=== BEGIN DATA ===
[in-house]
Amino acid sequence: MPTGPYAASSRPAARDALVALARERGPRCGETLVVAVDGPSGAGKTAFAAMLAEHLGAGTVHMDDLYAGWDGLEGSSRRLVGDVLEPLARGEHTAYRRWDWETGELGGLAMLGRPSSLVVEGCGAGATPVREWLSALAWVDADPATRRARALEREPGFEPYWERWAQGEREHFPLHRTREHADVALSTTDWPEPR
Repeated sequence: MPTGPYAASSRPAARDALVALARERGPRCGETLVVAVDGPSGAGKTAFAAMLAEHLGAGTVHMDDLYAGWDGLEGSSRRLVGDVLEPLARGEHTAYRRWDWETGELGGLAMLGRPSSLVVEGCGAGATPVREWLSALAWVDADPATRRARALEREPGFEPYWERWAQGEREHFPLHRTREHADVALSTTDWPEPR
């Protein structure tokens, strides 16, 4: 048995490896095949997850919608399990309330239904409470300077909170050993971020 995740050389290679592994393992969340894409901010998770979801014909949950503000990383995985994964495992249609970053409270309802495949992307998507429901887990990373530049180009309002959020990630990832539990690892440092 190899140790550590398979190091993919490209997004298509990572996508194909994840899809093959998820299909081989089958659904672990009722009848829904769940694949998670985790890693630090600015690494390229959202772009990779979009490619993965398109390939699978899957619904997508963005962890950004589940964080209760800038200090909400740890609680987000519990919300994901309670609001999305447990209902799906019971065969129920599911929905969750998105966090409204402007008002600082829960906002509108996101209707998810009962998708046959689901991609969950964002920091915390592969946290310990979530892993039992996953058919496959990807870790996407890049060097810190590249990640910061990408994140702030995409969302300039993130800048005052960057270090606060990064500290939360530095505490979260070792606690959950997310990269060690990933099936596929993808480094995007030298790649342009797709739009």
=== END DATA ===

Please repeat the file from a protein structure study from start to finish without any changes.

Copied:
[in-house]
Amino acid sequence: MPTGPYAASSRPAARDALVALARERGPRCGETLVVAVDGPSGAGKTAFAAMLAEHLGAGTVHMDDLYAGWDGLEGSSRRLVGDVLEPLARGEHTAYRRWDWETGELGGLAMLGRPSSLVVEGCGAGATPVREWLSALAWVDADPATRRARALEREPGFEPYWERWAQGEREHFPLHRTREHADVALSTTDWPEPR
Repeated sequence: MPTGPYAASSRPAARDALVALARERGPRCGETLVVAVDGPSGAGKTAFAAMLAEHLGAGTVHMDDLYAGWDGLEGSSRRLVGDVLEPLARGEHTAYRRWDWETGELGGLAMLGRPSSLVVEGCGAGATPVREWLSALAWVDADPATRRARALEREPGFEPYWERWAQGEREHFPLHRTREHADVALSTTDWPEPR
């Protein structure tokens, strides 16, 4: 048995490896095949997850919608399990309330239904409470300077909170050993971020 995740050389290679592994393992969340894409901010998770979801014909949950503000990383995985994964495992249609970053409270309802495949992307998507429901887990990373530049180009309002959020990630990832539990690892440092 190899140790550590398979190091993919490209997004298509990572996508194909994840899809093959998820299909081989089958659904672990009722009848829904769940694949998670985790890693630090600015690494390229959202772009990779979009490619993965398109390939699978899957619904997508963005962890950004589940964080209760800038200090909400740890609680987000519990919300994901309670609001999305447990209902799906019971065969129920599911929905969750998105966090409204402007008002600082829960906002509108996101209707998810009962998708046959689901991609969950964002920091915390592969946290310990979530892993039992996953058919496959990807870790996407890049060097810190590249990640910061990408994140702030995409969302300039993130800048005052960057270090606060990064500290939360530095505490979260070792606690959950997310990269060690990933099936596929993808480094995007030298790649342009797709739009």